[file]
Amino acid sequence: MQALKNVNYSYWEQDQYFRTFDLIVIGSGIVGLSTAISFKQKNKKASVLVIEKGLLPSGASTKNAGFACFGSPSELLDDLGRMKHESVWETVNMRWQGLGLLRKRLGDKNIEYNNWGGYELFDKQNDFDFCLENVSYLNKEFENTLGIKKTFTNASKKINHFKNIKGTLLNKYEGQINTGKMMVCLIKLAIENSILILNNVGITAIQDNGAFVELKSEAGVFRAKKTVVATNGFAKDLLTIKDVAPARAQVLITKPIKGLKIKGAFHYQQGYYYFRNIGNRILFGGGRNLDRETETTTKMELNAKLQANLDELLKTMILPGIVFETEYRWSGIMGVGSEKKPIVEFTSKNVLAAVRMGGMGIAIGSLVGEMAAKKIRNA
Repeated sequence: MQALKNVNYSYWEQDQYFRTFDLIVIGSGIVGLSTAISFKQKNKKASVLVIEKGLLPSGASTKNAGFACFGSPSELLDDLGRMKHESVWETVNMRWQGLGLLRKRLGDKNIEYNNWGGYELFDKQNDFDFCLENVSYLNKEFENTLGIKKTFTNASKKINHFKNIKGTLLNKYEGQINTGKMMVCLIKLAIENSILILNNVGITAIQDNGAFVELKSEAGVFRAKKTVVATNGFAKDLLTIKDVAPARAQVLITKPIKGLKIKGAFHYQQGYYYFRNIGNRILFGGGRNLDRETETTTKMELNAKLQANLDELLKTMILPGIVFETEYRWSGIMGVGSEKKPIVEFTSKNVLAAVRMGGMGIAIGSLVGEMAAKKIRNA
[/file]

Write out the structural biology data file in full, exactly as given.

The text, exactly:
Amino acid sequence: MQALKNVNYSYWEQDQYFRTFDLIVIGSGIVGLSTAISFKQKNKKASVLVIEKGLLPSGASTKNAGFACFGSPSELLDDLGRMKHESVWETVNMRWQGLGLLRKRLGDKNIEYNNWGGYELFDKQNDFDFCLENVSYLNKEFENTLGIKKTFTNASKKINHFKNIKGTLLNKYEGQINTGKMMVCLIKLAIENSILILNNVGITAIQDNGAFVELKSEAGVFRAKKTVVATNGFAKDLLTIKDVAPARAQVLITKPIKGLKIKGAFHYQQGYYYFRNIGNRILFGGGRNLDRETETTTKMELNAKLQANLDELLKTMILPGIVFETEYRWSGIMGVGSEKKPIVEFTSKNVLAAVRMGGMGIAIGSLVGEMAAKKIRNA
Repeated sequence: MQALKNVNYSYWEQDQYFRTFDLIVIGSGIVGLSTAISFKQKNKKASVLVIEKGLLPSGASTKNAGFACFGSPSELLDDLGRMKHESVWETVNMRWQGLGLLRKRLGDKNIEYNNWGGYELFDKQNDFDFCLENVSYLNKEFENTLGIKKTFTNASKKINHFKNIKGTLLNKYEGQINTGKMMVCLIKLAIENSILILNNVGITAIQDNGAFVELKSEAGVFRAKKTVVATNGFAKDLLTIKDVAPARAQVLITKPIKGLKIKGAFHYQQGYYYFRNIGNRILFGGGRNLDRETETTTKMELNAKLQANLDELLKTMILPGIVFETEYRWSGIMGVGSEKKPIVEFTSKNVLAAVRMGGMGIAIGSLVGEMAAKKIRNA